Georgia Bulletin

The Newspaper of the Catholic Archdiocese of Atlanta

The invitation that is Easter

By FATHER JAMES S. BEHRENS, OCSO, Commentary | Published April 2, 2015

Normally we think of an invitation in a limited number of ways. There are wedding invitations, party invitations and gala dinner invitations.

These come almost always printed on expensive stationery and are enclosed with RSVP’s. Such invitations are sent out to announce a highly significant event in the life of the sender, an event of great joy and a desire to share that joy. Unfortunately, human resources are forever limited. We all know that banquet halls and churches just have so much space. And there are just so many dollars that we can afford to spend on our friends and loved ones. And, finally, we can take just so much of the gonzo banquet scene. Too many deplete our energies, our wallets, our calendars.

It is Easter time, and we are asked by this wondrous feast to think outside of the box as best we can. The “asking” comes to us from God, and it comes in the form of an invitation. We are asked to gaze at an empty tomb, very early on Easter morning, and to see it as an invitation to life, to all of life and to enter the light of that morning and to live life to the fullest extent possible. It is life that is given to us through the Resurrection of Jesus. His rising from the dead was not and is not a solitary event. The power that raised him is raising us as well, pouring the gift of life into us, enabling us to live, laugh, walk, run, hope, desire.

The invitation is limitless. Everybody is invited, by reason of their being born, into this life and experience time and all that it brings as a son or daughter of God.

During the course of one of our recent retreats here at the monastery, the participants raised questions about the why’s of suffering, the seeming aloofness of God in the face of human pain and loss, the mystery of the relationship between Jesus and a Father who allowed him to suffer. I do not have any pat answers to such questions. No matter all the eloquently phrased poems, books and the like that I have read on human and divine relations when it comes to suffering, I think I will always be in the dark when it comes to understanding what we can inflict upon each other and what, if anything, God has to do with it.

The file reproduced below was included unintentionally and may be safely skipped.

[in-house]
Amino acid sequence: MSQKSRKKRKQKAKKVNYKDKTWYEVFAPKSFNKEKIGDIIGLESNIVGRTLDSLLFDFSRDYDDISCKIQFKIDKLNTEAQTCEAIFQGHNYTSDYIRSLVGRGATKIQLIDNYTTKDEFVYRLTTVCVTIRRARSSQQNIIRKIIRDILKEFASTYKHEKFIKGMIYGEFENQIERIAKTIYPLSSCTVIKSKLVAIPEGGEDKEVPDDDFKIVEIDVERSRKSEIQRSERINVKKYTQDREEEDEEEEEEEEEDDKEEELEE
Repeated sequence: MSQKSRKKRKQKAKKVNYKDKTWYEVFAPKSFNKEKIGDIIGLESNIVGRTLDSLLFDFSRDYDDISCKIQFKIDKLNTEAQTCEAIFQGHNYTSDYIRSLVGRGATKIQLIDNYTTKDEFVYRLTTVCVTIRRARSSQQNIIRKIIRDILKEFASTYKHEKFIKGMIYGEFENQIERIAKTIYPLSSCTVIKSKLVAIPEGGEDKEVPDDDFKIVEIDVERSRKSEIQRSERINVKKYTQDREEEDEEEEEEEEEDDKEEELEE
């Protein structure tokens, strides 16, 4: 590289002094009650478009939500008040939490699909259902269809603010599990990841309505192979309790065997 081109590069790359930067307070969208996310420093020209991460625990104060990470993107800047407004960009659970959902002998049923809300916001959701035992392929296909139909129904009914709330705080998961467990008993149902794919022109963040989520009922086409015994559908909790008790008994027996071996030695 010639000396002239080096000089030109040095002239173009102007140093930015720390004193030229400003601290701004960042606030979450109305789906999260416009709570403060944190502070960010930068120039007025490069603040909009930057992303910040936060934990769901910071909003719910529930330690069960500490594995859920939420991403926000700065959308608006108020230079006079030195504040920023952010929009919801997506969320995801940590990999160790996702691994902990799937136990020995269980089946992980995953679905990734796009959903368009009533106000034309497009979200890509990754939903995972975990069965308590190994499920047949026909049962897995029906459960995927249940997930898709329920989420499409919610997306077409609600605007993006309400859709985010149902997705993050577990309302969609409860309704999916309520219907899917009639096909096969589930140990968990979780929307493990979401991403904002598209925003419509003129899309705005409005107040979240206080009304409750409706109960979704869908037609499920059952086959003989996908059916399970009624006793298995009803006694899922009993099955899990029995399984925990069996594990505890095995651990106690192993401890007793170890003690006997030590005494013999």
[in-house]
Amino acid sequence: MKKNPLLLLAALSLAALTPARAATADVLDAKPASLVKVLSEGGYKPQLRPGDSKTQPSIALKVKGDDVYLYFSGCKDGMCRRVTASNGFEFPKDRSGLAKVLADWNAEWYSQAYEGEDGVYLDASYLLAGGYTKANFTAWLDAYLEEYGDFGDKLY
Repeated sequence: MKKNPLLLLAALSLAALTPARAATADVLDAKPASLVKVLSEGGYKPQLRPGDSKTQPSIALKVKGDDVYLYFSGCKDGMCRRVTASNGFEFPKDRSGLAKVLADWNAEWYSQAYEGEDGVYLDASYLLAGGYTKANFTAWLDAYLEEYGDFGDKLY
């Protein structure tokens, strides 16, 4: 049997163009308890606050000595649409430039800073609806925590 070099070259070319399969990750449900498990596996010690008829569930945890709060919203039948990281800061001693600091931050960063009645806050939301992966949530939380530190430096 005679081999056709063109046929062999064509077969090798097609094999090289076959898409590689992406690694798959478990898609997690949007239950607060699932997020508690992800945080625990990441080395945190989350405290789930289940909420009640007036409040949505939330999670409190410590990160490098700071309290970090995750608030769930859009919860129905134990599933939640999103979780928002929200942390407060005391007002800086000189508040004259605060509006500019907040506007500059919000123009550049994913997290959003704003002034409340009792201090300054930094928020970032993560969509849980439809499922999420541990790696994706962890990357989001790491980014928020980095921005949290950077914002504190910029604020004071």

But there is the tomb, the open invitation that is Easter, an invitation to follow the Risen Lord into the days and years that lie ahead. There will be problems and some terrible, agonizing events. Not much, if indeed anything at all, will turn out according to human hopes and human designs. Something else is at play, something beyond our grasp to manipulate or control. The world is full of joy and sorrow, but it is also filled with grace, with the power of life. The invitation that is Easter calls us all to take each day and to walk through it step by step, being of help to each other as best we can. One more powerful and kind has gone before us and calls to us to come, come to a place where there is room for everyone, and there are budget-less banquets and an eternity to rest.

Easter is a call to life.

And there is an RSVP—a willingness to trust that call and to live.

Trappist Father James Stephen Behrens is a monk at the Monastery of Our Lady of the Holy Spirit in Conyers. His books are available at the monastery web store at